“So far they have not contacted us,” he told The Associated Press. He said he heard they plan to set up a customs point some 15 meters (16 yards) away on the Turkish side and traffic is expected to continue to be allowed to pass the crossing normally.

The escalation feeds worries in the United States, a close ally of both the Kurds and Baghdad, that the referendum vote could lead to violence, setting off an unpredictable chain of events.

The nonbinding referendum, in which the Kurds voted overwhelmingly in favor of independence from Iraq, will not immediately result in an independent state.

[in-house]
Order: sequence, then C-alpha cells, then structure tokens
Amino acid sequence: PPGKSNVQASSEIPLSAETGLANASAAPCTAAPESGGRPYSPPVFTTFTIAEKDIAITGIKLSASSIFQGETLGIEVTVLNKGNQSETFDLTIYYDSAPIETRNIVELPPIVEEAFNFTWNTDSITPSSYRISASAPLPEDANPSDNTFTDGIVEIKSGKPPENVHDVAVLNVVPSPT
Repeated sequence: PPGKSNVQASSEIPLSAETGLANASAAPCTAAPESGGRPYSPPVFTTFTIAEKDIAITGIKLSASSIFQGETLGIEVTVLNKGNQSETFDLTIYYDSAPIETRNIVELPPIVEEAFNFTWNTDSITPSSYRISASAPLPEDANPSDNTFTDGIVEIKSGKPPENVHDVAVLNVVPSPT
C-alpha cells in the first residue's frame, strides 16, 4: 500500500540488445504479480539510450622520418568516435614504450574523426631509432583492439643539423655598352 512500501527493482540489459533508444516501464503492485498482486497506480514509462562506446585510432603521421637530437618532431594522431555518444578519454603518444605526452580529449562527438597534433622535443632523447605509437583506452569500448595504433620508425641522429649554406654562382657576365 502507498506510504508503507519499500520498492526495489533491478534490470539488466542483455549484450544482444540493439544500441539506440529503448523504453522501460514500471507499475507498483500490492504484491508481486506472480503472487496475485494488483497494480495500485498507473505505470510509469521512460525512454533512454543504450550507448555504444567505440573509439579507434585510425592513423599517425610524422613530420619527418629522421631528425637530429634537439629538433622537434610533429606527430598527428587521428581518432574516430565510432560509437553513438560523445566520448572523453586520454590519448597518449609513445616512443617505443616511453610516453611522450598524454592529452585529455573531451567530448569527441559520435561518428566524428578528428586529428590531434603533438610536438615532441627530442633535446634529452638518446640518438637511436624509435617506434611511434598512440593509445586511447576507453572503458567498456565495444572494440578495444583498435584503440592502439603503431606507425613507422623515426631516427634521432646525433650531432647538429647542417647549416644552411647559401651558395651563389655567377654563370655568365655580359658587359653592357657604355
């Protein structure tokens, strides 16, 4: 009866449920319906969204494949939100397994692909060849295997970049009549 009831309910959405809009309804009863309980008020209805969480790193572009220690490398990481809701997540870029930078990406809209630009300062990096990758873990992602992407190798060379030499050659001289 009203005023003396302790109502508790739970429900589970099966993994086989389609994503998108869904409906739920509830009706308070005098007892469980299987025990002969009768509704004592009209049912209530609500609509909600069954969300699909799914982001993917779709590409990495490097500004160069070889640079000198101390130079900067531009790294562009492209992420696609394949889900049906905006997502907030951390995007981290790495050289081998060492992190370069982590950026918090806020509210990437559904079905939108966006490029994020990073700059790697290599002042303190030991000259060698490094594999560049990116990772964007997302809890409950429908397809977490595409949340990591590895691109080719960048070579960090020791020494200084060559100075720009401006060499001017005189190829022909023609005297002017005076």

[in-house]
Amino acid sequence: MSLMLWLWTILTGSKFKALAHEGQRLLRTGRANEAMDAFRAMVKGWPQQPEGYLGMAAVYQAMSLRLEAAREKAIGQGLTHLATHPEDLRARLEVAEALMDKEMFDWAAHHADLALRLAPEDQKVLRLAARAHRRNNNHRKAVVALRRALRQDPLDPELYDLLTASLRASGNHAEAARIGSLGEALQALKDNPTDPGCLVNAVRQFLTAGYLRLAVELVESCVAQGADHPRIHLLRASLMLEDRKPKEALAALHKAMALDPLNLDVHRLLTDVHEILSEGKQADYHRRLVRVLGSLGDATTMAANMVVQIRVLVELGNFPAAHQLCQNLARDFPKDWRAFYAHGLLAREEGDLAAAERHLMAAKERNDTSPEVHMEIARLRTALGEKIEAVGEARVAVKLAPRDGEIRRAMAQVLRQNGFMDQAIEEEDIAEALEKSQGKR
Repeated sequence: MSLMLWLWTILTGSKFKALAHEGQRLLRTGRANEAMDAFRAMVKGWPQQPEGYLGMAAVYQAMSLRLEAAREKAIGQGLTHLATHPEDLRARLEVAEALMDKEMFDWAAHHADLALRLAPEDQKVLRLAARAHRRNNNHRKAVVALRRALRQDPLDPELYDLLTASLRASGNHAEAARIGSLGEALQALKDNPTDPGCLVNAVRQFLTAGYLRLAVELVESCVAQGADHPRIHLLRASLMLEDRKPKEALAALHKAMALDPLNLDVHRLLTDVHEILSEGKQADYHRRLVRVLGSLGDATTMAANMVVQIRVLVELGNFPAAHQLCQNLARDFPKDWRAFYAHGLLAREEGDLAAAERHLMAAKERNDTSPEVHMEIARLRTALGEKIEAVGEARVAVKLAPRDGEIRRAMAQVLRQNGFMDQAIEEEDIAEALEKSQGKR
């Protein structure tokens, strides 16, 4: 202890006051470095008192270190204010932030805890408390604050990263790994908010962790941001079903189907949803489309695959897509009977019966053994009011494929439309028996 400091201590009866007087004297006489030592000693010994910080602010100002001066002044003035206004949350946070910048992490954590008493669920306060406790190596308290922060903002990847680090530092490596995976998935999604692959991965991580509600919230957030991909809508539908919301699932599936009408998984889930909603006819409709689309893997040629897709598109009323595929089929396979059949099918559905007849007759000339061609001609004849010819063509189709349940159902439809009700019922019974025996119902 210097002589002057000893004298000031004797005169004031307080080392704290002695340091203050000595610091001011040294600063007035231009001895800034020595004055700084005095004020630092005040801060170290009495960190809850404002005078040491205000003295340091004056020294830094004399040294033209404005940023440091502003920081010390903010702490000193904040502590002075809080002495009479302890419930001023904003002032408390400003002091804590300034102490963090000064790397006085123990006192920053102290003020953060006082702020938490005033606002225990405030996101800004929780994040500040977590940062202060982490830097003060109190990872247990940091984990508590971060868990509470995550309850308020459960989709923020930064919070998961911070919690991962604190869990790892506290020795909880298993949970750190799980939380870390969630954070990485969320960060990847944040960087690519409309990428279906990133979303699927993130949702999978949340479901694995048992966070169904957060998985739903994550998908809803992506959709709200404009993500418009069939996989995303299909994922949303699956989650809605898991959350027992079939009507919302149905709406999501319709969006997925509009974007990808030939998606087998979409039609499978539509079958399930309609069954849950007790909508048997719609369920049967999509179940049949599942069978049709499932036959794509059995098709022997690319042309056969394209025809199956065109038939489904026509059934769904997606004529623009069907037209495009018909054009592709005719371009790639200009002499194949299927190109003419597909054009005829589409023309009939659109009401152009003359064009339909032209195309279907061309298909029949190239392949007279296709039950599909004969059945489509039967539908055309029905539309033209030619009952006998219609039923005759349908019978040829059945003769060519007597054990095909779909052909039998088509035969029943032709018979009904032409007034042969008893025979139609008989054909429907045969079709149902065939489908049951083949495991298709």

But the vote has set off alarm bells in Baghdad, where the government has said it is determined to prevent a break-up of the country, and in Iraq’s neighbors, Iran and Turkey, which fear the vote will fuel similar ambitions among their own significant Kurdish populations.

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